2. Create an XQuery transformation named "GetAllKlantenToGetAllCustomersResponse" that transforms the "getAllKlantenResponse" response payload of the Business Service to the "GetAllCustomersResponse" response payload of the Proxy Service. Not only map the individual elements but also the "return" and "Customer" elements since this operation can return more than one customer element.

    3. Add an Assign activity in the Response Action flow to assign the outcome of the transformation to the "transformedResponse" variable. Add the "klant" namespace prefix.

    4. Create a Replace activity in the Response Action flow to replace the body of the response payload with the contents of the "transformedResponse" variable.

When all activities are added the Message Flow looks like the following:

Figure 20: Final result of the Message Flow

You have now completed the OSB project. It's time to take the project for a spin by deploying and testing it!

Deployment and Testing

Go to the server tab, right-click on the server connection, and select "Add and Remove Projects...". Add the "OSB Configuration" project and click "Finish" to deploy the OSB project. We will use Oracle Service Bus Console to test our project.

Oracle Service Bus Console enables you to control the service and policy configurations, and monitor system and operations tasks. Oracle Service Bus built-in test console is a browser-based test environment used to validate resources and inline XQuery expressions used in the Message Flow. It is an extension of the Oracle Service Bus Console. Using the test console, it is possible to configure the test object (Proxy Service, Business Service, XQuery, XSLT, MFL resource), execute the test, and view test results. It allows message flow tracing when testing a service, to examine the state of the message at specific trace points.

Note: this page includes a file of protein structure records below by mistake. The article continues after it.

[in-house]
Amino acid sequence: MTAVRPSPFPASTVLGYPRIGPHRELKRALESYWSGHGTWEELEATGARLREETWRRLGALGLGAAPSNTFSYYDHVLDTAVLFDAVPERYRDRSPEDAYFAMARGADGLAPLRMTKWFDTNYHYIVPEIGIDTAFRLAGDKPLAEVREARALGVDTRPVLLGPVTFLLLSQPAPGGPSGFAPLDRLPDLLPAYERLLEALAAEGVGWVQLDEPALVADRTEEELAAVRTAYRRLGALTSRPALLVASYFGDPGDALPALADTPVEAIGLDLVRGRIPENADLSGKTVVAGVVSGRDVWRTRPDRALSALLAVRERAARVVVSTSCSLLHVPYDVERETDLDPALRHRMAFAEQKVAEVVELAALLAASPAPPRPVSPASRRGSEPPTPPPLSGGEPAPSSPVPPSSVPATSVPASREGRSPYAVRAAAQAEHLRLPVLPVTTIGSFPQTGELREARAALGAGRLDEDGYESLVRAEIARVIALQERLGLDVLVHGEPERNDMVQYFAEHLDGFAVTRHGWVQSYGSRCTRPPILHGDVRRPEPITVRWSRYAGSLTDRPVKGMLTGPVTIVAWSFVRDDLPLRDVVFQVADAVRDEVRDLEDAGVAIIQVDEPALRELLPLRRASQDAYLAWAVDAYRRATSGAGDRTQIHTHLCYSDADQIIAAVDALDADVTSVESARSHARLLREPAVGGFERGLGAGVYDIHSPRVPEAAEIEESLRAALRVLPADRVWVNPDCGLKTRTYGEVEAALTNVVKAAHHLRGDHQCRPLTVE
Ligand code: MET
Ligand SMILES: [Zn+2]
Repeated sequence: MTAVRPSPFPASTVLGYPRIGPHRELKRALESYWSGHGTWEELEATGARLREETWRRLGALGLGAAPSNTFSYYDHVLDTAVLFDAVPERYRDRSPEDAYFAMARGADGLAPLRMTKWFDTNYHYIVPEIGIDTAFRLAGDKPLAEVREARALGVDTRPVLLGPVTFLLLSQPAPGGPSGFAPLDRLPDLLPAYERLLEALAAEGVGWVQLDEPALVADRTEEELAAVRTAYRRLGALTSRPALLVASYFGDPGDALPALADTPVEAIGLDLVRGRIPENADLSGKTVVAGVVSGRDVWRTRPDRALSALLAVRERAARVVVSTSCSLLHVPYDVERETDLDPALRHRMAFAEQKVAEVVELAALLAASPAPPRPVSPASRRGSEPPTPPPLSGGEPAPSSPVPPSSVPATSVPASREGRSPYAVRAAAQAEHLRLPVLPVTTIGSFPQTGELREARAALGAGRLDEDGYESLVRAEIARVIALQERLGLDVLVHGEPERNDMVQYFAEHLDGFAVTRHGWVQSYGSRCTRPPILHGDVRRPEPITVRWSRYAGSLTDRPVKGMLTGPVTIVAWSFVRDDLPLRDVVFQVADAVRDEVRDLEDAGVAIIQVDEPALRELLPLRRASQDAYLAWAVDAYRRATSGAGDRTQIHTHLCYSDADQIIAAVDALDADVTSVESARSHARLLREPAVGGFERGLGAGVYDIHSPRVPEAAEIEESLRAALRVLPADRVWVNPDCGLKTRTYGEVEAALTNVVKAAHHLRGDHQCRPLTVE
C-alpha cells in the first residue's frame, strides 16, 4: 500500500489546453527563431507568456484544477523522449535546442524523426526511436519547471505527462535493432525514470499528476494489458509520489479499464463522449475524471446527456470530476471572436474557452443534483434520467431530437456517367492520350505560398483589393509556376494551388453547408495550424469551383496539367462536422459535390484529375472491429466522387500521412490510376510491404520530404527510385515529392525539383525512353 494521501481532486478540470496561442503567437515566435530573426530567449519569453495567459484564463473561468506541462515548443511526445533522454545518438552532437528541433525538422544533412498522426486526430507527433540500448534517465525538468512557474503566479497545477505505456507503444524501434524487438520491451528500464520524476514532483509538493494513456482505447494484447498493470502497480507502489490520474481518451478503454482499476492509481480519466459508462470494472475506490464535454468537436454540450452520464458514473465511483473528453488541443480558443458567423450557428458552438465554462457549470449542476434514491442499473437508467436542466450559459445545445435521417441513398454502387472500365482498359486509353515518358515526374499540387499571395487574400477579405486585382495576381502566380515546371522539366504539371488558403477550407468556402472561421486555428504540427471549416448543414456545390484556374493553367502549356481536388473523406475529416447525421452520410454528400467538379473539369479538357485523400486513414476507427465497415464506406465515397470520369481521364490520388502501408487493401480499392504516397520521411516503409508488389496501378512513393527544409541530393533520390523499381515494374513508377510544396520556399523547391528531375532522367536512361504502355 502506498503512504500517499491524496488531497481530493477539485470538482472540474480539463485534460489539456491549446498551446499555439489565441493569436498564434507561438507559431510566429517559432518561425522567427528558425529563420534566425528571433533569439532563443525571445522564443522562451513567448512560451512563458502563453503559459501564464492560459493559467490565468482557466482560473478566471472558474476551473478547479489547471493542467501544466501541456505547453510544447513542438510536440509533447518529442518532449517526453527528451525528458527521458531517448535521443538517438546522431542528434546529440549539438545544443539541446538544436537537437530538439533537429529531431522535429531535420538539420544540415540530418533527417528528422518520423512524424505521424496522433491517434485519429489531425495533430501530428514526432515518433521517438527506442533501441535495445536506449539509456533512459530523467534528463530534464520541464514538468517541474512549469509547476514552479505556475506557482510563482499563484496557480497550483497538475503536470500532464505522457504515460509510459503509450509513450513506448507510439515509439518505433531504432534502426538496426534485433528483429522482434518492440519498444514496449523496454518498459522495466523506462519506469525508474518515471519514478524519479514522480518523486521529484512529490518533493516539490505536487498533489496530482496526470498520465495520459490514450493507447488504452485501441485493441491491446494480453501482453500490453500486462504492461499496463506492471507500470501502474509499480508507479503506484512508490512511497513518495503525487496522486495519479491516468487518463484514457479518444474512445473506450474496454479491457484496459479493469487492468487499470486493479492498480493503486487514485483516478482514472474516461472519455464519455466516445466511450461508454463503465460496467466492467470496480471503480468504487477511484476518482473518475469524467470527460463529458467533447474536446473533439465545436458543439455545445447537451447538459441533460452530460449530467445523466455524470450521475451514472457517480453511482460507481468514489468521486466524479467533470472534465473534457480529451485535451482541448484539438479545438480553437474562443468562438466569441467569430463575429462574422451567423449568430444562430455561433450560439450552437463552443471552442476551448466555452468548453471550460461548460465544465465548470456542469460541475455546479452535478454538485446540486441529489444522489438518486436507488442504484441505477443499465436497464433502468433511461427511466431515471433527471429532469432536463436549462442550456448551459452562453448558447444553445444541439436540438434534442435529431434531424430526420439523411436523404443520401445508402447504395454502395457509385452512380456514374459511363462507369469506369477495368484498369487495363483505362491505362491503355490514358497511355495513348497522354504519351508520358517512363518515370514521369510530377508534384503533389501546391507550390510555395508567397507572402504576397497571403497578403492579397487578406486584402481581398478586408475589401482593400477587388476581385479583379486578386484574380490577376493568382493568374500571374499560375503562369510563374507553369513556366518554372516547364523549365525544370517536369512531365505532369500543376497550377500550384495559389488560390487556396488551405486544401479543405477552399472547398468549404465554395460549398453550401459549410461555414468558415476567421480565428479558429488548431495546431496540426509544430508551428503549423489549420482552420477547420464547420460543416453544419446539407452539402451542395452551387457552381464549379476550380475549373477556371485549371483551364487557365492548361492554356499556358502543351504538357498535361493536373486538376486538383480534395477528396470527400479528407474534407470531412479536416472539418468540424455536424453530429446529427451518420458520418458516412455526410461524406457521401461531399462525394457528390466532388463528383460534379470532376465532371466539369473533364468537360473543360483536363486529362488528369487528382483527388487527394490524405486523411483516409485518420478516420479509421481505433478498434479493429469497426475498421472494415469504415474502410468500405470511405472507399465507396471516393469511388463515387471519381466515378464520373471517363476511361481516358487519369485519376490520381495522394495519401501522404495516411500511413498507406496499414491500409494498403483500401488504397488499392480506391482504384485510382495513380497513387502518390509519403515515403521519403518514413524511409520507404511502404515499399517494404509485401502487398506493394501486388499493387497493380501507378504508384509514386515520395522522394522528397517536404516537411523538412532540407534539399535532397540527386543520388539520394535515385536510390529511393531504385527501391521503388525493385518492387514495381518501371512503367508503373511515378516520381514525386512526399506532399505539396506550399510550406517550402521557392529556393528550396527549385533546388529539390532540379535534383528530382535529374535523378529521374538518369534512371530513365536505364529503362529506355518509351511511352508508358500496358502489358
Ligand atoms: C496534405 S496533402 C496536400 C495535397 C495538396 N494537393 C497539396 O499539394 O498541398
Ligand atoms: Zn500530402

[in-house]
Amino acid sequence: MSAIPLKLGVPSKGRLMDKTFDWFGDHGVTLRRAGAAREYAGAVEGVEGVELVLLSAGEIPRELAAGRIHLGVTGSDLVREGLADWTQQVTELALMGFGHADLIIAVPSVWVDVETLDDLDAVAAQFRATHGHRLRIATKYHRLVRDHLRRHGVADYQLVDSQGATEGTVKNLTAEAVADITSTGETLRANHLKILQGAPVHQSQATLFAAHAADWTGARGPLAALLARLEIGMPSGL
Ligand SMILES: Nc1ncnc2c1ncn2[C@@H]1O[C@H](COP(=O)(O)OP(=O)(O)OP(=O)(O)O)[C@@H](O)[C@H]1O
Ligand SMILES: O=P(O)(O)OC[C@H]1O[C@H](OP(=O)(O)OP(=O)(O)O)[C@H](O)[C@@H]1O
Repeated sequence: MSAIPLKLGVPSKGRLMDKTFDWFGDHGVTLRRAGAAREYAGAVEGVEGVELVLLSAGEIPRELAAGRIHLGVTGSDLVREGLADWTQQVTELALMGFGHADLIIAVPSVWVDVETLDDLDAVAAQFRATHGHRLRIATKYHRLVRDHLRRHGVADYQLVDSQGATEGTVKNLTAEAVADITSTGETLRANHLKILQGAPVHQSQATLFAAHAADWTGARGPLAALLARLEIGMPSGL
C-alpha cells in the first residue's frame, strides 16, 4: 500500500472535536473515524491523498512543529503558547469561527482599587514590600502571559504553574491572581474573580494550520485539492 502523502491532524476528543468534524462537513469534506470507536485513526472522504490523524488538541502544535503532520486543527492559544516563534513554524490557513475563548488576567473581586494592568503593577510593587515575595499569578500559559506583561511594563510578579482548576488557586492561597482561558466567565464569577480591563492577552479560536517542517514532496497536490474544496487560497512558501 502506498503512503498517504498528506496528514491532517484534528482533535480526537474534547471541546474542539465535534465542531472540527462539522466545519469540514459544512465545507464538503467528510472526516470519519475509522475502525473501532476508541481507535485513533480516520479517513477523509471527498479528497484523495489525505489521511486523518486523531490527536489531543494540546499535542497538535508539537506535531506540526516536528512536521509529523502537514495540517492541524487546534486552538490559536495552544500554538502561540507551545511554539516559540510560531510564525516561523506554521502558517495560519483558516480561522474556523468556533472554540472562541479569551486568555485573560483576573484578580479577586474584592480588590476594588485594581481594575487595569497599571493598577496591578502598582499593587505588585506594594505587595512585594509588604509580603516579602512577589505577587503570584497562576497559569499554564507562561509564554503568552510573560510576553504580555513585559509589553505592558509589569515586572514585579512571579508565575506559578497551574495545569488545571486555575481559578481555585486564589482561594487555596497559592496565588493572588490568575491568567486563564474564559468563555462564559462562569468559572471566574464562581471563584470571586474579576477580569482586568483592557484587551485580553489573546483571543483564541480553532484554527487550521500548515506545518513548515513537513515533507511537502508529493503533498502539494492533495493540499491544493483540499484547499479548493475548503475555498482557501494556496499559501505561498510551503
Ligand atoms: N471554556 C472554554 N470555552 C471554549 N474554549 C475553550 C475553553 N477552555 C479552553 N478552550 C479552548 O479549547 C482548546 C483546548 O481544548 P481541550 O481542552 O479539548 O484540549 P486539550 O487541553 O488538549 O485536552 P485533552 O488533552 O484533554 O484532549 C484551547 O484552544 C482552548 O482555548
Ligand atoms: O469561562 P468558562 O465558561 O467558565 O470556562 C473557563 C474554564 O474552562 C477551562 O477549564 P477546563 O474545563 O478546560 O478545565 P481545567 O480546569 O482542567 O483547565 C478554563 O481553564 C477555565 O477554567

Log into Oracle Service Bus Console to view and test the OSB project. Click "Project Explorer", select the "WAAI_Case1_Customer_Service" project, and browse to the Customer Proxy Service you want to test. Click the "Launch Test Console" icon in the Actions dialog and test all operations of the Proxy Service.

Figure 21: Testing the Customer Proxy Service using Oracle Service Bus Console

The Testing Console shows the correct output of the Customer Proxy Service's operations. You can view the outcome of all individual steps in the "Invocation Trace" window.

Lessons Learned

You have completed the first tutorial in which you have developed an OSB project in Oracle Workshop that reuses a local Dutch service and exposes it using the English canonical data model. You should now have an understanding of OSB basic building blocks such as Business and Proxy Services, routing rules and transformation capabilities based on XQuery.